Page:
The people who came to my station were a picture of humanity. There were Vietnamese and Latino immigrants who barely spoke English. Black people. White people. Children. Lots of elderly. And you know, they were almost all unfailingly grateful. These were folks who had nothing left but the clothes on their backs, and what they were able to get onto the roof before the boat or the helicopter rescued them, but there they were thanking us volunteers for serving them food.

What do you even do with that?

There was a man from Livingston Parish who waited on his roof for a couple of days to be rescued, and when nobody came, he blew up an inflatable raft he had with him, and used that to get out of the flood and to dry land, or at least to a passing boat. He was using his raft as his mattress there in the shelter.

[…]

“This is way worse than Katrina for us in Baton Rouge,” the plainly exhausted officer said. “We had a bunch of people from New Orleans in the Pete Maravich Center and the LSU Fieldhouse, but we were all fine here. It’s different this time. This is our Katrina. And it’s gonna be worse tomorrow. The rivers are cresting, and there’s gonna be all this back flow coming at people. A lot of places that are dry today are gonna be underwater tomorrow, and people aren’t even expecting it.

Whatever you think of Dreher’s politics, this is beyond them.  Read the rest.  He suggests donating to the Red Cross, if you can.

Meanwhile, watching the rain come down, far from the South, as I wrote this, I kept thinking of Randy Newman singing (always the perfect whiskey to pair with Eliot):

Featured Image by Kevin Woolsey Photography via Wikimedia Commons


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J.L. Wall is a native Kentuckian in self-imposed exile to the Midwest, where he studies literature and over-analyzes Leonard Cohen lyrics.

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17 thoughts on “The River is a Strong Brown God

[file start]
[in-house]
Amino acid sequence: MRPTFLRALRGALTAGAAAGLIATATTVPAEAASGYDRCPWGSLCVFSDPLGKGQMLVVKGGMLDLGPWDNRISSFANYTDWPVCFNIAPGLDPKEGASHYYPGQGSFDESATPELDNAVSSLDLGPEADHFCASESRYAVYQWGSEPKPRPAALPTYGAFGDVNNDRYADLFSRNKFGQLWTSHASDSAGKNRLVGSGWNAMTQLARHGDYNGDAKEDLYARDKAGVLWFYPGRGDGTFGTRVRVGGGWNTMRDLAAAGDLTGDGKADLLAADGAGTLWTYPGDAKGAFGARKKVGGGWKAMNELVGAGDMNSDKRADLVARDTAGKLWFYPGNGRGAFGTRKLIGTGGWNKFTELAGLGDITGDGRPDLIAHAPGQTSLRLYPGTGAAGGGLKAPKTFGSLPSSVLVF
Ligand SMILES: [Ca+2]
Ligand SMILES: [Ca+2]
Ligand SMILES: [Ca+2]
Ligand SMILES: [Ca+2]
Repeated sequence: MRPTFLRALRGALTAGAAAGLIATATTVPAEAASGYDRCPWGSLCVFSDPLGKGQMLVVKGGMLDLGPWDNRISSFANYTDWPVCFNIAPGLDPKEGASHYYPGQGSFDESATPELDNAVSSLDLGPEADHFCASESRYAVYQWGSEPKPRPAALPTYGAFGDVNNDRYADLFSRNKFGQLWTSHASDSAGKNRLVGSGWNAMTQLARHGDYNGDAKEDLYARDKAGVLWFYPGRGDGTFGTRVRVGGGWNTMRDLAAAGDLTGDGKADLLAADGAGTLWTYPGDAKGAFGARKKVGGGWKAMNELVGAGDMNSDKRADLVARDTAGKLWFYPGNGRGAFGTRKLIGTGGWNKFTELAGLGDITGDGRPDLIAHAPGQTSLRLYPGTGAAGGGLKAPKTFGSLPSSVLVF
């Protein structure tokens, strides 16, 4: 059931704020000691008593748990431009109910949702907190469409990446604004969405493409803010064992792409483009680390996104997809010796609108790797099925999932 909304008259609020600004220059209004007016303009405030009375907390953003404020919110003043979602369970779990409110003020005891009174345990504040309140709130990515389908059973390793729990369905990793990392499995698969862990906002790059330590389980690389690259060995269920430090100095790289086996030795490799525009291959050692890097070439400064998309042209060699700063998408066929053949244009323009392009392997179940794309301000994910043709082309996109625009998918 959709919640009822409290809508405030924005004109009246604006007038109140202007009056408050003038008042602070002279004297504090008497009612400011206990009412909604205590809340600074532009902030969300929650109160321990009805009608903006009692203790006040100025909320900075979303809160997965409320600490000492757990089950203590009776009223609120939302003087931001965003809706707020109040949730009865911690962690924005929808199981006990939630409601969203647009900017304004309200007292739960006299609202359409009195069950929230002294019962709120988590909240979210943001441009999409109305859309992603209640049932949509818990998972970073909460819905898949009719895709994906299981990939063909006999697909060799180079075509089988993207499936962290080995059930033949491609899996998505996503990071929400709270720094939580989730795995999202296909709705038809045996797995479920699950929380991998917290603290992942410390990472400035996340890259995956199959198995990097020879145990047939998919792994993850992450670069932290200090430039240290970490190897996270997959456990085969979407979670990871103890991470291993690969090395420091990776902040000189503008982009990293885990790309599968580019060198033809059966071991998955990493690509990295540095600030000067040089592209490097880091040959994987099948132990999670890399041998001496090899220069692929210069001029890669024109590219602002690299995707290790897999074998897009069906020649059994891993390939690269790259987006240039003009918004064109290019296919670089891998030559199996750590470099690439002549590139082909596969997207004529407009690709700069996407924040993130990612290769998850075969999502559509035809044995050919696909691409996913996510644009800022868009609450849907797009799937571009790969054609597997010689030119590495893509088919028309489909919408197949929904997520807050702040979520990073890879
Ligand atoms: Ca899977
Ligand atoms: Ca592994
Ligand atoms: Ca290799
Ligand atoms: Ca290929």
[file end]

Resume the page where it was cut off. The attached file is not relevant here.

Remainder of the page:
1. “When I was nine, she flooded again, almost matching it. But by the 90s, Louisville had become suburban, and my neighborhood, unlike the old downtown, sprawls along hills well above the water line.”

    I assume you are talking about the ’97 flood? And you were only 9? Dang, I thought you were older than that! I was 22 at the time and remember it well. We were at a friend’s cabin on the Salt River and (true story!) one of the guys had dropped acid and was up all night. At 6am he woke us up to tell us the river was getting ready to come over the bank. We hustled to our cars and drove back to Louisville, realizing when we got there just how bad it was. But, as you say, it wasn’t like Louisiana. It was a spectator flood. We just went downtown to gawk at the flooded parking garages.

    I was rendered weepy the other night when I saw a young black man in a Bob Marley shirt helping an elderly white man to safety. And seeing people of all races filling sandbags and helping their neighbors. Why is it that Americans are at our best in the face of adversity?

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  2. What do you even do with that?

    Because

    “Vulnerability is not a weakness, a passing indisposition, or something we can arrange to do without, vulnerability is not a choice, vulnerability is the underlying, ever present and abiding under-current of our natural state.

    To have a temporary, isolated sense of power over all events and circumstances, is one of the privileges and the prime conceits of being human and especially of being youthfully human, but a privilege that must be surrendered with that same youth, with ill health, with accident, with the loss of loved ones who do not share our untouchable powers; powers eventually and most emphatically given up, as we approach our last breath.” (Quote from David Whyte)

    Seems to me the final residue of our humanity, of our human-ness, is what’s left of our selves and our journey after we experience significant loss, which can and will afflict us all in the end.

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  3. I am sure glad you have the time to sit around and discuss your age while Louisiana is basically getting stomped by a slow moving disaster. My mother in law has aged five years since Saturday. Three of her daughters, one granddaughter and I spent they day cleaning out my mother in law’s house. Tomorrow there will be more help, but we are at least two months from having her back home.
    I spent two hours working on a fantastic roll top desk made by her deceased husband today and hopefully will be able to get it back to its before the flood condition.